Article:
A whole new world awaits

In­dus­try braces for big changes if bill be­comes law

Modern Healthcare - - The Week In Healthcare - Matthew DoBias and Jen­nifer Lubell

Hospi­tal in­dus­try leaders in wit­ness­ing the his­toric pas­sage of the Se­nate’s health­care over­haul bill know that the way they do busi­ness in the health­care mar­ket­place may be about to rapidly change.

As the House and Se­nate move to con­fer on the re­spec­tive dif­fer­ences on their health­care re­form pack­ages early this year (See story be­low), providers are gear­ing up for the like­li­hood that the gov­ern­ment plans a ma­jor re­vamp in how it pays and eval­u­ates hos­pi­tals for care un­der fed­eral pro­grams.

Any health re­form bill is bound to gen­er­ate a great deal of reg­u­la­tory ac­tiv­ity. Many changes in pay­ment pol­icy are likely to take place—and will be im­ple­mented quickly, said Don May, vice pres­i­dent for pol­icy with the Amer­i­can Hospi­tal As­so­ci­a­tion. Some of th­ese changes could be dis­cussed, pro­posed and im­ple­mented as soon as 2011, he said.

In looking at the Se­nate bill alone, the $871 bil­lion Pa­tient Pro­tec­tion and Af­ford­able Care Act, ap­proved early on Christ­mas Eve in a his­toric 60-39 vote, would greatly re­struc­ture the roughly $2.5 tril­lion per year health­care sec­tor in just over a decade’s time. Much of this re­struc­tur­ing in­volves pay­ment re­form.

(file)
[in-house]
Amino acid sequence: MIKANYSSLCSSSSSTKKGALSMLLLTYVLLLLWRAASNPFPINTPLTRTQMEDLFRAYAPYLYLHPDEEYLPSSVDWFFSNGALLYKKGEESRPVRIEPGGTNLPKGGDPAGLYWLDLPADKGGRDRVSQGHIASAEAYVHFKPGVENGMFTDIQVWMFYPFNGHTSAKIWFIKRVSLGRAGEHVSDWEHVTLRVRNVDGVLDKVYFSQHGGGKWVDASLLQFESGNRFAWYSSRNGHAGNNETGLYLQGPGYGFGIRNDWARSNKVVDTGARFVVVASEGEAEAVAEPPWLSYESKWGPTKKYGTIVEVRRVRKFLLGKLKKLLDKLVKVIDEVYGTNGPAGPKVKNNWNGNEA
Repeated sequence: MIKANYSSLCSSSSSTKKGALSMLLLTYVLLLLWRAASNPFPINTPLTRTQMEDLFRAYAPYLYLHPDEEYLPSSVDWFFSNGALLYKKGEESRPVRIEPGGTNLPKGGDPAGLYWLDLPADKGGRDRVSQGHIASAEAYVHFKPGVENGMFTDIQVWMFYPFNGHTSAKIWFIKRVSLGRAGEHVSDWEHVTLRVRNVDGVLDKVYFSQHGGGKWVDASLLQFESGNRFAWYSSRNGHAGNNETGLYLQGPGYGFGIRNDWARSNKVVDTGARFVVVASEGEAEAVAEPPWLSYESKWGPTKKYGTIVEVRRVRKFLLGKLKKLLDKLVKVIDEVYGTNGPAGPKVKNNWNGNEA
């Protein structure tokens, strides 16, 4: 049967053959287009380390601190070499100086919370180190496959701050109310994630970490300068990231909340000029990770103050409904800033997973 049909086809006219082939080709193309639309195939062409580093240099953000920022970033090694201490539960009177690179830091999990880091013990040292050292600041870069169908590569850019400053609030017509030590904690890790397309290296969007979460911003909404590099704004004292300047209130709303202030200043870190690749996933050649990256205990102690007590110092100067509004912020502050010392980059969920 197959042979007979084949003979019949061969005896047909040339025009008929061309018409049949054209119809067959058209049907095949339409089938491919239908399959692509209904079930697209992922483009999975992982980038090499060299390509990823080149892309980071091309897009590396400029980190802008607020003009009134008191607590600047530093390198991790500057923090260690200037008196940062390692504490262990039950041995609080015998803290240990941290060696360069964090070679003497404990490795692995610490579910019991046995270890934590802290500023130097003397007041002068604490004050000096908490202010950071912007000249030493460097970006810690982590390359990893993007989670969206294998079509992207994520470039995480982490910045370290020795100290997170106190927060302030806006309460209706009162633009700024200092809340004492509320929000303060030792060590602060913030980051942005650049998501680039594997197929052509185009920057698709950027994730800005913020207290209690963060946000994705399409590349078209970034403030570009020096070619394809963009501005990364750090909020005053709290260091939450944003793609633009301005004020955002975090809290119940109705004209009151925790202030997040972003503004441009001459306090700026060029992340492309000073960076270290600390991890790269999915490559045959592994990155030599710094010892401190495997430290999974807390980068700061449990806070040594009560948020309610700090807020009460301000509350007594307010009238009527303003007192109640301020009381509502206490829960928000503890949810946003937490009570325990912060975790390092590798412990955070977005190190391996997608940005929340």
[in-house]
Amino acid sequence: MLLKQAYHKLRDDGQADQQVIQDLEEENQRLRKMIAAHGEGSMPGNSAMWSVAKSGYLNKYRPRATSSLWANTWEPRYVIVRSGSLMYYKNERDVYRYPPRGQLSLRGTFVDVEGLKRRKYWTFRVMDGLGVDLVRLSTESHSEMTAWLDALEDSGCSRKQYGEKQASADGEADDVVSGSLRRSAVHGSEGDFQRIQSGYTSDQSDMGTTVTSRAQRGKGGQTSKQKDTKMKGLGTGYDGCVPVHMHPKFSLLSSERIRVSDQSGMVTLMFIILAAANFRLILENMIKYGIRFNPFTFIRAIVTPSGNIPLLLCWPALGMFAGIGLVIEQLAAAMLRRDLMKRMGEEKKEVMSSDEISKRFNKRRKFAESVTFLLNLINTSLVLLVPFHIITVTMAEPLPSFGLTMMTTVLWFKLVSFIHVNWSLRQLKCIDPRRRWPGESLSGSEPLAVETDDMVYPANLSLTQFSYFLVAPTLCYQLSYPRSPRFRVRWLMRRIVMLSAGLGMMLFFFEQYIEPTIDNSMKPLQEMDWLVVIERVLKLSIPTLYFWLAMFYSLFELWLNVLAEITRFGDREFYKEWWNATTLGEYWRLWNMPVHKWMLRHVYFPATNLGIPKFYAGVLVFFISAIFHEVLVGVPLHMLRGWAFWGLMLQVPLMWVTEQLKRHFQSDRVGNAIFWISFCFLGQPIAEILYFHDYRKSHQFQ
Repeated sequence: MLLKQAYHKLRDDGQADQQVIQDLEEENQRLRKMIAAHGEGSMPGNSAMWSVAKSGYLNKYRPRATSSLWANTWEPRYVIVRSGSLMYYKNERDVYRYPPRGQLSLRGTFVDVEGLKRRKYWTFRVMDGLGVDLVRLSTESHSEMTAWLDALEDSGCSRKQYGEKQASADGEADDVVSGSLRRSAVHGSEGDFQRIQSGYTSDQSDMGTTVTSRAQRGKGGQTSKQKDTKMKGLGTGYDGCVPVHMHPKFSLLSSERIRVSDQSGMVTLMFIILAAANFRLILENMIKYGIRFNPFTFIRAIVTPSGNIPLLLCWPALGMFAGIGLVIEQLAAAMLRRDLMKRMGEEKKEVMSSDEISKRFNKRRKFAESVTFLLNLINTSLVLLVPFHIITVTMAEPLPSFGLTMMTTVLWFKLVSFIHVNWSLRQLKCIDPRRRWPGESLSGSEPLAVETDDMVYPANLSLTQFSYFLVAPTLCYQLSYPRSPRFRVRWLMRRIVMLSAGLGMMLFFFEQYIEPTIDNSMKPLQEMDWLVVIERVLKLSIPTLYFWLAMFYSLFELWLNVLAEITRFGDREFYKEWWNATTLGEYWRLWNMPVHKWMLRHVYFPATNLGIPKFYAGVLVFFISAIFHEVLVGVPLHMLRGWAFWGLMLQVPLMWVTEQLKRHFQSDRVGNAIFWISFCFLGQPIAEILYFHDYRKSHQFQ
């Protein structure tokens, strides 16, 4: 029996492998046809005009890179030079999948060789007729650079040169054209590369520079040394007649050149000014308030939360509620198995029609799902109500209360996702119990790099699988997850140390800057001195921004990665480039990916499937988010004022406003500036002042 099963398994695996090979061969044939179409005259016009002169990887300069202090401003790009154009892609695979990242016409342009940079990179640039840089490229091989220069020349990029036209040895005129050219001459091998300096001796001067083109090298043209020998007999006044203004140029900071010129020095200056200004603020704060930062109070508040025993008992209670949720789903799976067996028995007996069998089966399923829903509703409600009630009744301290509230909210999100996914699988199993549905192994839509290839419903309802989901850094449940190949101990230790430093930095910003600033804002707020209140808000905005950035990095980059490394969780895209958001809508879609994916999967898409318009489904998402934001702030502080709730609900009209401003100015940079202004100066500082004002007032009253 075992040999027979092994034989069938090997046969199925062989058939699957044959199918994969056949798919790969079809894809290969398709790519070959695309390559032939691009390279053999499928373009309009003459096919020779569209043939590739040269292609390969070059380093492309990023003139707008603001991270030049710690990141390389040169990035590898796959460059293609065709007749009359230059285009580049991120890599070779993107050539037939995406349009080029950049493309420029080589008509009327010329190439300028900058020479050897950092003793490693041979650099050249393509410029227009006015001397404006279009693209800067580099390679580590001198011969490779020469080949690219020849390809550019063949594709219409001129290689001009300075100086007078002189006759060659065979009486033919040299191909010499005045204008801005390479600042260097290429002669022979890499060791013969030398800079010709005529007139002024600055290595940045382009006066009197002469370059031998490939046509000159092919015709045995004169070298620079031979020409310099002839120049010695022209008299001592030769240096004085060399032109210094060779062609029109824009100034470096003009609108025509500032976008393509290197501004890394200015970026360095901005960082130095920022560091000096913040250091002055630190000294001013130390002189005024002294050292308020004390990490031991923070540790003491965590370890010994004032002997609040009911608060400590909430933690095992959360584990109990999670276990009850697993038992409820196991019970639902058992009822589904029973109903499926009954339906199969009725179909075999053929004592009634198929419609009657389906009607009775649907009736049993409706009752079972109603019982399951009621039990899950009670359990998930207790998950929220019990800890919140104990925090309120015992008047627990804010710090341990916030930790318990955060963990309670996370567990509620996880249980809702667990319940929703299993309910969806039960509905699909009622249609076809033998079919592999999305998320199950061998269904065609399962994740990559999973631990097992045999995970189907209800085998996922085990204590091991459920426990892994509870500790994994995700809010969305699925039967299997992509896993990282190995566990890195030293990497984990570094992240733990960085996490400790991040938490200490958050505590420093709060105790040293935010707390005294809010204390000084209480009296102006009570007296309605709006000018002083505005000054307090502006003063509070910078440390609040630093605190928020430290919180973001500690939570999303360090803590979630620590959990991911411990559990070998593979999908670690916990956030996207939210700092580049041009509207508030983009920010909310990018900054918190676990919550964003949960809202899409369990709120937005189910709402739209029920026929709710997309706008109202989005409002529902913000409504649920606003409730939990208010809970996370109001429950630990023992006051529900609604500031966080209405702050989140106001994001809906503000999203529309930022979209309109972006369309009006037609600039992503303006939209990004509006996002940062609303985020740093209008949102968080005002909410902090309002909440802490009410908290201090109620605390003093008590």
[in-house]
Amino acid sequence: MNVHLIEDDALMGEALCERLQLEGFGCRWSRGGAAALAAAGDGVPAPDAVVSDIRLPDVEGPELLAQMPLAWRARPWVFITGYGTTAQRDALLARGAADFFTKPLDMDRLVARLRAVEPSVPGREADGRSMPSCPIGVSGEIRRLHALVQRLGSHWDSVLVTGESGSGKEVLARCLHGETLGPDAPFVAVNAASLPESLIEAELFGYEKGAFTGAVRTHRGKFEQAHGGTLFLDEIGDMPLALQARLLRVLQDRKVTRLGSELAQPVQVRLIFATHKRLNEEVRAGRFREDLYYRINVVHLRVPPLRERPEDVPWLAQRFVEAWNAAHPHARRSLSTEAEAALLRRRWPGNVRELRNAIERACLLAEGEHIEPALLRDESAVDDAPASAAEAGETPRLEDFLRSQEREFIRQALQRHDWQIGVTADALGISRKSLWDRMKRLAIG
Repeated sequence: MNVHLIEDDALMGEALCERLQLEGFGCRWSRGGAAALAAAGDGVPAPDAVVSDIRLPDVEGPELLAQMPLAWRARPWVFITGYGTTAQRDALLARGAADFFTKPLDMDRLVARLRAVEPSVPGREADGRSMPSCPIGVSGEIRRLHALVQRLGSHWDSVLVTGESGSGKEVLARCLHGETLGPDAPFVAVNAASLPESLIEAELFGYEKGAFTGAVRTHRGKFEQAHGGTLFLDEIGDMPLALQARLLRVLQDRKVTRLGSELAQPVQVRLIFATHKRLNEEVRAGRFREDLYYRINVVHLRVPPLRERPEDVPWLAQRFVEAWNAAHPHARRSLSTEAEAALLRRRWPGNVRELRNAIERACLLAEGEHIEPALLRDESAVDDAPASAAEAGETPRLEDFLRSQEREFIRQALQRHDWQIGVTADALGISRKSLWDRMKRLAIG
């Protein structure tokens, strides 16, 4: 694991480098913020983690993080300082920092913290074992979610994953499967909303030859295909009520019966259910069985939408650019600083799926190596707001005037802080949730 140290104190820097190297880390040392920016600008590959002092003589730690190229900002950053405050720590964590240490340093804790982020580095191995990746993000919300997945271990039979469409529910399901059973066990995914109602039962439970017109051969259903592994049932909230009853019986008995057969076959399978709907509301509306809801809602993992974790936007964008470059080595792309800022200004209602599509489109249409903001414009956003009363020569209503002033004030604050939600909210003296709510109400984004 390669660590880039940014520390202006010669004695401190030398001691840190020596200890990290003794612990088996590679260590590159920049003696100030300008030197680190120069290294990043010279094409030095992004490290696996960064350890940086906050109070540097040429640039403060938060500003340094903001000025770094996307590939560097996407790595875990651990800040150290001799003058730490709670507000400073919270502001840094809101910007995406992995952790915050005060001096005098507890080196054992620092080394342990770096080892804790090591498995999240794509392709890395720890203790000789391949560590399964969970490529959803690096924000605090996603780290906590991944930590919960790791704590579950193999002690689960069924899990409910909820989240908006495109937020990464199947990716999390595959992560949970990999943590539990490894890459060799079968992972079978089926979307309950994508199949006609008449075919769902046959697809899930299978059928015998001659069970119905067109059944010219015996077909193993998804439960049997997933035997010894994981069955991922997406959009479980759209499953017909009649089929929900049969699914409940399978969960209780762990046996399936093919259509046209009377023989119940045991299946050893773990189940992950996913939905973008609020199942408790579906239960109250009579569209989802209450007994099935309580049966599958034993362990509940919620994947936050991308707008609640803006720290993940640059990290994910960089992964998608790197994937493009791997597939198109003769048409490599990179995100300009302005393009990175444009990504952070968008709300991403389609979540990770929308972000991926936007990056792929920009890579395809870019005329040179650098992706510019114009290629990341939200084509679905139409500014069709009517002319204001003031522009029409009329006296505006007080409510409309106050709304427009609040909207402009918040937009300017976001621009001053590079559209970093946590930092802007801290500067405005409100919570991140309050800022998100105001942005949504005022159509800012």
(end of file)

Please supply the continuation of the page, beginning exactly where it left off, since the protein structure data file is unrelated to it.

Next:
Pres­i­dent Barack Obama and Demo­cratic mem­bers of Congress praised the Se­nate vote. “We are now in­cred­i­bly close to mak­ing health in­sur­ance re­form a re­al­ity in this coun­try,” Obama said af­ter the vote.

The Se­nate leg­is­la­tion, as an ex­am­ple, would cre­ate a pi­lot hospi­tal value-based pur­chas­ing pro­gram in 2013, where a per­cent­age of re­im­burse­ment would be tied to per­for­mance. If suc­cess­ful, it could be ex­panded. In­pa­tient re­ha­bilita- tion fa­cil­i­ties and long-term-care hos­pi­tals will also move to­ward such a sys­tem. The bill is loaded with other pi­lot pro­grams and sys­tem stud­ies. Un­der one, hos­pi­tals in 2013 could vol­un­teer to re­ceive pay­ments for an en­tire episode of care rather than un­der the piece­meal in­pa­tient prospec­tive pay­ment sys­tem, or IPPS. The bun­dled pay­ment sys­tem will also be ex­panded to other provider types as well.

The bill cre­ates a so-called “In­de­pen­dent Pay­ment Ad­vi­sory Board,” which would hold sway over Medi­care pay­ment for­mu­las. The board would make an­nual rec­om­men­da­tions to the pres­i­dent, Congress and pri­vate or­ga­ni­za­tions on ac­tions they can take to im­prove qual­ity and con­strain the rate of cost growth. Its Medi­care rec­om­men­da­tions are non­bind­ing in years where Medi­care growth is be­low the tar­geted growth rate. The board will de­velop its first rec­om­men­da­tions in 2013 for im­ple­men­ta­tion two year later.

Hos­pi­tals also face new penal­ties. In 2012, for in­stance, hos­pi­tals would see their re­im­burse­ment cut for cer­tain types of read­mis­sions.

The bill also aims to boost health in­sur­ance cov­er­age. The Se­nate’s pack­age is ex­pected to ex­tend cov­er­age to 31 mil­lion Amer­i­cans who cur­rently go without it. Much of the cost of ex­tended cov­er­age would come from re­duc­tions in fed­eral dol­lars to the Medi­care and

Gage: Se­nate bill could fall short of cov­er­age ex­pec­ta­tions.

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